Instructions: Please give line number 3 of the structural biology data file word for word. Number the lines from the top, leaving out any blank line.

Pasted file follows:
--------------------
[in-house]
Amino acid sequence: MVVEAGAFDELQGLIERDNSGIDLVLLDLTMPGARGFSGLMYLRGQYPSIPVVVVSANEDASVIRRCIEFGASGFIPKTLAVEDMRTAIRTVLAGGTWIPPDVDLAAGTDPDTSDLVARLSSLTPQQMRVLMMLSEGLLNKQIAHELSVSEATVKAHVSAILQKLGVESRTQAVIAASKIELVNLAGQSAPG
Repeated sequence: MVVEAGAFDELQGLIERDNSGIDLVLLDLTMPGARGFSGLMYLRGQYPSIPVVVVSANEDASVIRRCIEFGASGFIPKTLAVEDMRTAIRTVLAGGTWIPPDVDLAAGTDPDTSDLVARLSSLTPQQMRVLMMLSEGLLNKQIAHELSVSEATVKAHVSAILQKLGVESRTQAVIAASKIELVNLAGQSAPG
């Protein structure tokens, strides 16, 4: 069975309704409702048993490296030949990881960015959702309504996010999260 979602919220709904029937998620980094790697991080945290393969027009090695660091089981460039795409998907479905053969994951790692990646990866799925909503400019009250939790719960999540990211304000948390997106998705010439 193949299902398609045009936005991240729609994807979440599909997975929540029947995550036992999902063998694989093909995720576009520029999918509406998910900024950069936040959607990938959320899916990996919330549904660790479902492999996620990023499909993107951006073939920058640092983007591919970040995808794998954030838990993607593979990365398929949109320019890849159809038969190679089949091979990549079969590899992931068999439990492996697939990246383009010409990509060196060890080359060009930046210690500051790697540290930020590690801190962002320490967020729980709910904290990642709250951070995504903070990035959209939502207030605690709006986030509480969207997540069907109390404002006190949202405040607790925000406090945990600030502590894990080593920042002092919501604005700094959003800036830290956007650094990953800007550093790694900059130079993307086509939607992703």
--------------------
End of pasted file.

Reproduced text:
Repeated sequence: MVVEAGAFDELQGLIERDNSGIDLVLLDLTMPGARGFSGLMYLRGQYPSIPVVVVSANEDASVIRRCIEFGASGFIPKTLAVEDMRTAIRTVLAGGTWIPPDVDLAAGTDPDTSDLVARLSSLTPQQMRVLMMLSEGLLNKQIAHELSVSEATVKAHVSAILQKLGVESRTQAVIAASKIELVNLAGQSAPG